Magnesium, the fourth most common cation in the body, has been the recent focus of much clinical and scholarly interest. Previously underappreciated, this ion is now established as a central electrolyte in a large number of cellular metabolic reactions, including DNA and protein synthesis, neurotransmission, and hormone-receptor binding. It is a component of GTPase and a cofactor for Na+/K+ –ATPase, adenylate cyclase, and phosphofructokinase. Magnesium also is necessary for the production of parathyroid hormone. Accordingly, magnesium deficiency has an effect on multiple body functions.
Magnesium is present in greatest concentration within the cell and is the second most abundant intracellular cation after potassium. The total body content of magnesium is 2000 mEq. The intracellular concentration of magnesium is 40 mEq/L, while the serum concentration is 1.5-2 mEq/L. Most of the body's magnesium is found in bone. Only 1% of the total body magnesium is extracellular. Of this amount, one half is ionized, and 25-30% is protein bound.
Magnesium, a component of chlorophyll, is absorbed in the small bowel by active and passive transport mechanisms. Absorption of dietary magnesium takes place mainly in the ileum. It is excreted in stool and urine, but regulation of serum magnesium is under renal control. Most renal reabsorption of magnesium occurs in the proximal tubule and the thick ascending limb of the loop of Henle. In hypomagnesemic patients, the kidney may excrete as little as 1 mEq/L of magnesium. Additionally, magnesium may be removed from bone stores in times of deficiency.
A: Magnesium reabsorption in the thick ascending limb of the loop of Henle. The driving force for the reabsorption against a concentration gradient is....
Clinical effects of hypomagnesemia are greatest in the CNS, neuromuscular, GI, and cardiac systems.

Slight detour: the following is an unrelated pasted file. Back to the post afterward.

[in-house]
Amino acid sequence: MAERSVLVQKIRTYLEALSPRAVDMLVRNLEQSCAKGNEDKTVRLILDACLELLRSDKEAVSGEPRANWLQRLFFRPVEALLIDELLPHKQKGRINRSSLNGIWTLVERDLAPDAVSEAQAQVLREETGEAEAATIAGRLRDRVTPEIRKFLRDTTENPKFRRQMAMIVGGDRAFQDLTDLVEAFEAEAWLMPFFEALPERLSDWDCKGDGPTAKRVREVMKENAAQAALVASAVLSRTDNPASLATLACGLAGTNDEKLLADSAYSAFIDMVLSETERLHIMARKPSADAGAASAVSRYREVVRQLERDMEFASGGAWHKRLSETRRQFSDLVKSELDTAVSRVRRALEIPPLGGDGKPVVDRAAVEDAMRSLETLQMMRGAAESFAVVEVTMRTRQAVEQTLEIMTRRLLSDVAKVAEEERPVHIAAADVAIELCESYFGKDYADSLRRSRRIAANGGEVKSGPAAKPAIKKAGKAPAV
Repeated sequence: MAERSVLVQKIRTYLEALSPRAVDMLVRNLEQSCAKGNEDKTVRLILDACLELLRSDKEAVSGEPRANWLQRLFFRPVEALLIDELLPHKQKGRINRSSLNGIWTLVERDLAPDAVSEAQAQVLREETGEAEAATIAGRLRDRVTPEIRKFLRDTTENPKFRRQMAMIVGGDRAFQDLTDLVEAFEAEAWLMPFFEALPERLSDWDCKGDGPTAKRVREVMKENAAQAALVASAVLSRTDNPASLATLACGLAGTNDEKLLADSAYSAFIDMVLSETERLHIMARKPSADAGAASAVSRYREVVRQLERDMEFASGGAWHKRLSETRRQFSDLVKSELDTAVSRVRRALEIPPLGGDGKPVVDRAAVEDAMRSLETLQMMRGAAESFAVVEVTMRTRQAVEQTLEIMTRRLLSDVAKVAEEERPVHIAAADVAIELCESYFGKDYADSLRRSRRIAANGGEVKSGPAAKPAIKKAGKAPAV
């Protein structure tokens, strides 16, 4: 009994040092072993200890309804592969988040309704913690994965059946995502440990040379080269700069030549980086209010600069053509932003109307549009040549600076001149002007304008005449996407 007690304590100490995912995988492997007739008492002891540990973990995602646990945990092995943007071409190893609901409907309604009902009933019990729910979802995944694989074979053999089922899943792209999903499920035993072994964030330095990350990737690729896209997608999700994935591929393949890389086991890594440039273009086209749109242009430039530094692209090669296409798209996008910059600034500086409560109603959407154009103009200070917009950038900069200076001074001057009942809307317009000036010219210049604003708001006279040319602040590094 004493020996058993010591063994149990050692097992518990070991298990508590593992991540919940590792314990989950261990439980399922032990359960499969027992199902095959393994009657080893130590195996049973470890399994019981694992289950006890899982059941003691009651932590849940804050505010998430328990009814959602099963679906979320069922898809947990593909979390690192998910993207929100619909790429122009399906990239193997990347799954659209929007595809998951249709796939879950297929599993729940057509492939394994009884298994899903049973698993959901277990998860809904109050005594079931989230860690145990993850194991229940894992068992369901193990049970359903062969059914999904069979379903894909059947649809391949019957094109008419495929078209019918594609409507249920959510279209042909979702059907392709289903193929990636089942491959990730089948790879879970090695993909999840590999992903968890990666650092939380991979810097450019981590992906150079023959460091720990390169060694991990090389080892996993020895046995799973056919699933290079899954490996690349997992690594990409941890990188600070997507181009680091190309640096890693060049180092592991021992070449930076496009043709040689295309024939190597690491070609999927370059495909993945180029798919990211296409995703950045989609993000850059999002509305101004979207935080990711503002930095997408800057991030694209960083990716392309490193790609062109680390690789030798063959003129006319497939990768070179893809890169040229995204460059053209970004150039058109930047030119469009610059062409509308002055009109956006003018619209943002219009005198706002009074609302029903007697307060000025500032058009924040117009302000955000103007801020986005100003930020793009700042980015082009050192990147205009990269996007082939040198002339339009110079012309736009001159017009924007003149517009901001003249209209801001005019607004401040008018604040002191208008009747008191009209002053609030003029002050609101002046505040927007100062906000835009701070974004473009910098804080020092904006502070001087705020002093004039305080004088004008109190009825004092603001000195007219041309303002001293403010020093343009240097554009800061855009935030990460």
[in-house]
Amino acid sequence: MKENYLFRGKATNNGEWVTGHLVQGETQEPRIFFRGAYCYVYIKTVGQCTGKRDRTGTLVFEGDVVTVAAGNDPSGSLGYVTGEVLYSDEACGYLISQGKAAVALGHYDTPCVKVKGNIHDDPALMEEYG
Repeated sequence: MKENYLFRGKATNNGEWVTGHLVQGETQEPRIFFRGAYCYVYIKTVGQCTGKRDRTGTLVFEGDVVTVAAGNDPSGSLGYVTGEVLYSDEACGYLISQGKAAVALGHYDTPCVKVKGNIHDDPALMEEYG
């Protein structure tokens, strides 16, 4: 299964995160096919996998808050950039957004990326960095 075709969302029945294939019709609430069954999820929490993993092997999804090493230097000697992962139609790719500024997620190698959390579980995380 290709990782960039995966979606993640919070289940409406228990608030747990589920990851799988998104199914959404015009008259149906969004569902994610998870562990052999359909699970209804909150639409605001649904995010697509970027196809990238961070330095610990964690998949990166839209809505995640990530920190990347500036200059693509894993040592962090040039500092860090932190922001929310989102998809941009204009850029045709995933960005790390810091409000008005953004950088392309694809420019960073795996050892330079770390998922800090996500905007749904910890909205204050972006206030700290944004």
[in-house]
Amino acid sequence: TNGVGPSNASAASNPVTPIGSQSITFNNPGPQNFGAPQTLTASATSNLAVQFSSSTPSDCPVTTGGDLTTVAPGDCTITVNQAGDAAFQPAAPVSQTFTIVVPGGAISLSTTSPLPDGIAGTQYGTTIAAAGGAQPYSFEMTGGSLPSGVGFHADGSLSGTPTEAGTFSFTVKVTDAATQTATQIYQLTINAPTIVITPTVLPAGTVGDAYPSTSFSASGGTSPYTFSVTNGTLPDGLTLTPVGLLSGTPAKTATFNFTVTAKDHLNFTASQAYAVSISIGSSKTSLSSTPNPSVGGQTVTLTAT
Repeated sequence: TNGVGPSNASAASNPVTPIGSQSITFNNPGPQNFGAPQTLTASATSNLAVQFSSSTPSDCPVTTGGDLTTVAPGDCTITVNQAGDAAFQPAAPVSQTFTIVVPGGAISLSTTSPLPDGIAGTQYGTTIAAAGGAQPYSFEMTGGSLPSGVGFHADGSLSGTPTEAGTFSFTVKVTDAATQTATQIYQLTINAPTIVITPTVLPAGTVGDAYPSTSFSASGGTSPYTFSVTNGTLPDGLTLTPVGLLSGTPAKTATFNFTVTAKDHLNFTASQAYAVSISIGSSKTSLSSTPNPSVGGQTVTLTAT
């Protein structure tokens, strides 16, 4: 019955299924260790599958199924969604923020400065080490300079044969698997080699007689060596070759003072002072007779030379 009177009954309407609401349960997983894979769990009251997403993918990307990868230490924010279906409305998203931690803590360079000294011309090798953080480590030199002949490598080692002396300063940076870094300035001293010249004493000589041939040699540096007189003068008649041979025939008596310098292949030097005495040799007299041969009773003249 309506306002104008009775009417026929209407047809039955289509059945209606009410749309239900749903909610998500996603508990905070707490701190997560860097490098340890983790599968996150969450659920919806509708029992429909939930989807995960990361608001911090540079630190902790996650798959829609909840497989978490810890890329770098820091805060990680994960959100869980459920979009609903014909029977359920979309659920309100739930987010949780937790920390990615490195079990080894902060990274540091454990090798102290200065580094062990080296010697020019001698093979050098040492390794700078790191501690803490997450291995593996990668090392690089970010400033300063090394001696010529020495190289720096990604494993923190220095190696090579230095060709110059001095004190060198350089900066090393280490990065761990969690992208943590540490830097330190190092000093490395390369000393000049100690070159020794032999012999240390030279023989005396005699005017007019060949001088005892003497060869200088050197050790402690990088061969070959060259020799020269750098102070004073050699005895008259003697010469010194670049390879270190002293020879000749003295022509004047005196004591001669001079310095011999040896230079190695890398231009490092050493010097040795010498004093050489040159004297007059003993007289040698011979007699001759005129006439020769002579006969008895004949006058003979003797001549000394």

Risk of incidence is as follows:
Incidence is equal in males and females.
Magnesium deficiency may contribute to many age-related diseases.
The primary clinical findings are neuromuscular irritability, CNS hyperexcitability, and cardiac arrhythmias. The severity of symptoms is not related directly to the magnesium level. The reference range for serum magnesium level is 1.8-3 mEq/L. Usually, patients become symptomatic at 1.8 mEq/L. However, the physical findings may not be present in all cases. In one study of patients who were severely depleted of magnesium, abnormal physical findings were present in only 2 of 21 patients.
The causes of hypomagnesemia are numerous. Most causes are related to renal and GI losses.
Be attentive to the ABCs. At this point, the diagnosis usually is not known; therefore, advanced cardiac life support (ACLS) protocol should be followed. Seizures should be treated with benzodiazepines.
Treatment of hypomagnesemia depends on the degree of deficiency and the clinical effects. Oral replacement is appropriate for mild symptoms, while IV replacement is indicated for severe clinical effects.
These agents are used to replace an existing magnesium deficit.
Clinical Context: Oral supplementation should be given when patient is mildly depleted of magnesium (ie, magnesium level >1 mEq/L and patient is asymptomatic).
Other oral supplements (eg, magnesium oxide, magnesium hydroxide) may be used.
Clinical Context: Supplementation via IV infusion should be given to patients with moderately severe to severe depletion.
A: Magnesium reabsorption in the thick ascending limb of the loop of Henle. The driving force for the reabsorption against a concentration gradient is a lumen-positive voltage gradient generated by the reabsorption of NaCl. Terms: FHHNC (familial hypomagnesemia with hypercalciuria and nephrocalcinosis); ADH (autosomal-dominant hypocalcemia); FHH/NSHPT (familial hypomagnesemia/neonatal severe hyperparathyroidism). B: Magnesium reabsorption in the distal convoluted tubule. Active transcellular transport is mediated by an apical entry through a magnesium channel and a basolateral exit, presumably via a Na+/Mg2+ exchange mechanism. Terms: HSH (hypomagnesemia with secondary hypocalcemia); GS (Gitelman syndrome); IDH (isolated dominant hypomagnesemia). Source: Konrad M, Schlingmann KP, Gudermann T: Insights into the molecular nature of magnesium homeostasis. Am J Physiol Renal Physiol 2004; 286: F599-F605.